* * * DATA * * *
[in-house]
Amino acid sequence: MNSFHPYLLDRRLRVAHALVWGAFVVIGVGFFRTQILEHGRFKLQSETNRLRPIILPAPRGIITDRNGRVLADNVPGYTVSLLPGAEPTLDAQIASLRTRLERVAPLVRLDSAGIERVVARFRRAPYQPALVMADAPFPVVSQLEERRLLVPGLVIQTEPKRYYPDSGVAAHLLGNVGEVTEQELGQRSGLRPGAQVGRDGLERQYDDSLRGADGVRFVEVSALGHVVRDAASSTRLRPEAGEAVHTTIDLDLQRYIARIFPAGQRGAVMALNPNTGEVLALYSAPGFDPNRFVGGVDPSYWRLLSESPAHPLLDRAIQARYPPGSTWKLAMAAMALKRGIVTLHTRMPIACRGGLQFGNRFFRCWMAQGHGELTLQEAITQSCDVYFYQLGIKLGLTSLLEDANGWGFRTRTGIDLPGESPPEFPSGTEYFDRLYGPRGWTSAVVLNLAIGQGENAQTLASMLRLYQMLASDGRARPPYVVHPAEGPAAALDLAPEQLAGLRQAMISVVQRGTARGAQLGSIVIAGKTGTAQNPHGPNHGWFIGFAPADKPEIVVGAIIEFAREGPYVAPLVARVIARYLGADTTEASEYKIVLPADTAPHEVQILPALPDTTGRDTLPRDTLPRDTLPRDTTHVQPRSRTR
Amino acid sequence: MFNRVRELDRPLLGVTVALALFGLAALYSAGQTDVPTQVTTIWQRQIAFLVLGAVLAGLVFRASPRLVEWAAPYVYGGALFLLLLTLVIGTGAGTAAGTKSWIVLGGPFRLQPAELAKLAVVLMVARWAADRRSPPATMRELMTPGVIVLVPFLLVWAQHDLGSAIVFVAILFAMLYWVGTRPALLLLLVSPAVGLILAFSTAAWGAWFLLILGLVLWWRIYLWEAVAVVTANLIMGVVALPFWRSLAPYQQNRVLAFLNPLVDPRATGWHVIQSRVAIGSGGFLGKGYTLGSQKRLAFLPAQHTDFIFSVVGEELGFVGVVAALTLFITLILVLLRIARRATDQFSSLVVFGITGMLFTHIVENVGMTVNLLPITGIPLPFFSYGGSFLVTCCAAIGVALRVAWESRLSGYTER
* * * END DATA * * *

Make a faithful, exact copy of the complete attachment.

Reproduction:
[in-house]
Amino acid sequence: MNSFHPYLLDRRLRVAHALVWGAFVVIGVGFFRTQILEHGRFKLQSETNRLRPIILPAPRGIITDRNGRVLADNVPGYTVSLLPGAEPTLDAQIASLRTRLERVAPLVRLDSAGIERVVARFRRAPYQPALVMADAPFPVVSQLEERRLLVPGLVIQTEPKRYYPDSGVAAHLLGNVGEVTEQELGQRSGLRPGAQVGRDGLERQYDDSLRGADGVRFVEVSALGHVVRDAASSTRLRPEAGEAVHTTIDLDLQRYIARIFPAGQRGAVMALNPNTGEVLALYSAPGFDPNRFVGGVDPSYWRLLSESPAHPLLDRAIQARYPPGSTWKLAMAAMALKRGIVTLHTRMPIACRGGLQFGNRFFRCWMAQGHGELTLQEAITQSCDVYFYQLGIKLGLTSLLEDANGWGFRTRTGIDLPGESPPEFPSGTEYFDRLYGPRGWTSAVVLNLAIGQGENAQTLASMLRLYQMLASDGRARPPYVVHPAEGPAAALDLAPEQLAGLRQAMISVVQRGTARGAQLGSIVIAGKTGTAQNPHGPNHGWFIGFAPADKPEIVVGAIIEFAREGPYVAPLVARVIARYLGADTTEASEYKIVLPADTAPHEVQILPALPDTTGRDTLPRDTLPRDTLPRDTTHVQPRSRTR
Amino acid sequence: MFNRVRELDRPLLGVTVALALFGLAALYSAGQTDVPTQVTTIWQRQIAFLVLGAVLAGLVFRASPRLVEWAAPYVYGGALFLLLLTLVIGTGAGTAAGTKSWIVLGGPFRLQPAELAKLAVVLMVARWAADRRSPPATMRELMTPGVIVLVPFLLVWAQHDLGSAIVFVAILFAMLYWVGTRPALLLLLVSPAVGLILAFSTAAWGAWFLLILGLVLWWRIYLWEAVAVVTANLIMGVVALPFWRSLAPYQQNRVLAFLNPLVDPRATGWHVIQSRVAIGSGGFLGKGYTLGSQKRLAFLPAQHTDFIFSVVGEELGFVGVVAALTLFITLILVLLRIARRATDQFSSLVVFGITGMLFTHIVENVGMTVNLLPITGIPLPFFSYGGSFLVTCCAAIGVALRVAWESRLSGYTER